I have an infectious disease. I have been sick for three weeks with what started as a nasty cold. Little Natalya started daycare in September, and by week two she had a runny nose. A week later I had a runny nose and a sore throat. Then a week after that I had a sinus infection, complete with a headache, a fever, pain in my teeth, and lots of discharge from my nose. After two visits to the doctor, lots of home remedies, a seven-day course of antibiotics and more decongestants than you can imagine, the mucus has turned from dark green to bright yellow. My colleagues will tell you it is isn’t pretty, and my very honest wife will tell you it’s just gross. It certainly has humbled me, as I try to maintain both my workload and my decorum through sneezing, coughing, sweating, and revolting nasal discharge. Ay, Babalú-Ayé, fiyedenu. Babalú, have mercy on me.


We all struggle to stay healthy from time to time, but we are not always successful. We slide from health—iré aicú, the blessings of health and long life—to sickness, osobo arun. It is this basic opposition between sickness and health that underscores Babalú-Ayé’s special role as the silent oricha within everything.

This is not just hyperbole. Every time a Lucumí elder prays—and I mean every time—she prays for health. The old timers say, “Oricha, give me health so I can go out and seek the other blessings.” Similarly every odu speaks of probable illnesses and potential blessings to be enjoyed in health. I learned this basic insight into Babalú-Ayé from my godfather, Ernesto Pichardo—Obá Irawó: Babalú-Ayé governs the fundamental polarity between sickness and health.

Thursday, October 7, 2010

Giving Babalú-Ayé, Matanzas-style: The Presence of the Dead

There are many ways to give Babalú-Ayé, and I never tire of contemplating the ceremonies as a vessel for information about the oricha. One Matanzas lineage I know takes Babalú-Ayé on a journey as they prepare to give him to a new initiate. They take Babalú out to a cemetery and feed him with a guinea, white wine, and cigar smoke. Then they continue to the foot of a ceiba tree, where they do the whole ceremony again. Next they feed Babalú a rooster on the altar for the ancestors at the house where the main ceremony is to take place.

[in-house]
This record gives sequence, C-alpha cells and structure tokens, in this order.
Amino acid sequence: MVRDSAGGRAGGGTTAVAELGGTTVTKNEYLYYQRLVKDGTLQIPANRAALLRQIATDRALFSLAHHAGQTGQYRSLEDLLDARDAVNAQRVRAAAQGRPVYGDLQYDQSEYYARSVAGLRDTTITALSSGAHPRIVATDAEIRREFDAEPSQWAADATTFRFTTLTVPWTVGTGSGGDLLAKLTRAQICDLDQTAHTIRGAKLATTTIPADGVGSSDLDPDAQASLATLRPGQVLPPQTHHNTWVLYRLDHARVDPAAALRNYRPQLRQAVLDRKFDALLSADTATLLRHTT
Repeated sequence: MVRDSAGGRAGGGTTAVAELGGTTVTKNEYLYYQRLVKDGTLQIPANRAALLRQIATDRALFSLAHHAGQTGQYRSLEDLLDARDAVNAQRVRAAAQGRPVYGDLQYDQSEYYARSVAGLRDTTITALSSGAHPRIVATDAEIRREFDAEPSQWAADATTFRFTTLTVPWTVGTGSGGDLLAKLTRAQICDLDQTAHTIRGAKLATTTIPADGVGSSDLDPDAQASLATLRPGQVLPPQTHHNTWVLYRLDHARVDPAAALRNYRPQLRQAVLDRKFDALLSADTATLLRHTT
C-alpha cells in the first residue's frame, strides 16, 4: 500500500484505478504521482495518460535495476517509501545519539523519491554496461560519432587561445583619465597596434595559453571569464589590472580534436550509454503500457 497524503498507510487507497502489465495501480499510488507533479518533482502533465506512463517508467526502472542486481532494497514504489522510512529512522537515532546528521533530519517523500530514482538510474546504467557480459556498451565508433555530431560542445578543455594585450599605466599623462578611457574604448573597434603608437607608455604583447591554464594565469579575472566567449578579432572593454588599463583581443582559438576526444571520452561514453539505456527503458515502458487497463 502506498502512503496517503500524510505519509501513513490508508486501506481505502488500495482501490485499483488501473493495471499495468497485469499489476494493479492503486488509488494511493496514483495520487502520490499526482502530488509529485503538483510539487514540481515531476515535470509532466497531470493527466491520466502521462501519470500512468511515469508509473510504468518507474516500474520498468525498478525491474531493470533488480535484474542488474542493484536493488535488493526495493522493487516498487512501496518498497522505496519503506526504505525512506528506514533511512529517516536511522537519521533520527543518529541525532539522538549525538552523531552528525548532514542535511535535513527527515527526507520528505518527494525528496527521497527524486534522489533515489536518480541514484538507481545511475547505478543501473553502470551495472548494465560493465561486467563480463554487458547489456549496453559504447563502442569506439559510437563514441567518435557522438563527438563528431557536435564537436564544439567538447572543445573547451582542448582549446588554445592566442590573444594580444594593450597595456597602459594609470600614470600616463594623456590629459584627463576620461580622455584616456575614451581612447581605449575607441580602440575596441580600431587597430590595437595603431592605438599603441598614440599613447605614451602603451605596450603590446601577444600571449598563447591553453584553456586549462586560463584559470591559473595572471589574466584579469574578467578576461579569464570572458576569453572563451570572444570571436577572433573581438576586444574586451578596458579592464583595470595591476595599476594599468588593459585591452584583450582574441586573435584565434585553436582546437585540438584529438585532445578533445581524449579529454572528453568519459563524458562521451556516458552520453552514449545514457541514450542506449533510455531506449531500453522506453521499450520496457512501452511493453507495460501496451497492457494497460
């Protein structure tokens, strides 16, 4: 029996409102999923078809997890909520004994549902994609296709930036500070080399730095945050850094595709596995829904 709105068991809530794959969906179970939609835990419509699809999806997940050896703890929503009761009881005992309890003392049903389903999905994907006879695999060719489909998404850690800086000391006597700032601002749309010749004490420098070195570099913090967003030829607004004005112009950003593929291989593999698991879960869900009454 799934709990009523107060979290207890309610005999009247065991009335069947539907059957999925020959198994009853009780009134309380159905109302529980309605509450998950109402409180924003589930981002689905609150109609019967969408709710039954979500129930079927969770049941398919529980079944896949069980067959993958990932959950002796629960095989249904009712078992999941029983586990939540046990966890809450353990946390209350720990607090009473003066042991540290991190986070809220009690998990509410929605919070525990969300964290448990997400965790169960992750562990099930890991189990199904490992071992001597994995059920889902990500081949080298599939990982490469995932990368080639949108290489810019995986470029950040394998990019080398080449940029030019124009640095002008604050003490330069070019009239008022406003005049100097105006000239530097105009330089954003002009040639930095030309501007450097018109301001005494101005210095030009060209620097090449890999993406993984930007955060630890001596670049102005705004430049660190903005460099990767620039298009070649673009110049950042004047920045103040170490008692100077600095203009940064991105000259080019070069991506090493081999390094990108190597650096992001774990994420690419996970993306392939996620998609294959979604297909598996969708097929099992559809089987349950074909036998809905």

While I have thought about this imagery in terms of travel and the Earth, the ancestors play a strong role here as well. By taking Babalú to the cemetery and feeding him with the many ancestors there, the ceremony stresses his role as an egun. Similarly, the ceiba was historically where people in Cuba went to salute the ancestors and pray when the dead actually lay buried at too far a distance—the Africans used to feed their ancestors at the ceiba, so it worked as a kind of generalized cemetery for all. Finally, in case you did not get it before, they feed him with the ancestors at the house. Here they name their own ancestors and affinities spirits, calling them to participate in the initiation ceremony. The dead feed with Babalú, and he with them. I once participated in this ceremony in Municipio Playa in Havana, and while the master of ceremonies fed Babalú with the dead, the deity descended on an elderly priestess and cleaned everyone present.

The deep ancestral presence in these rituals is hard to ignore, and so I once described this ceremony to Pedro Abreu and asked if he ever fed Asojano with the egun. He said, “No, I have never done that, but I would not criticize it. It makes sense. Asojano is an oricha, a witch, and an egun. ”

I have heard of priests whose Babalús want to spend time with the dead at the spiritist altar, the bóveda. While I have never seen this, it makes sense.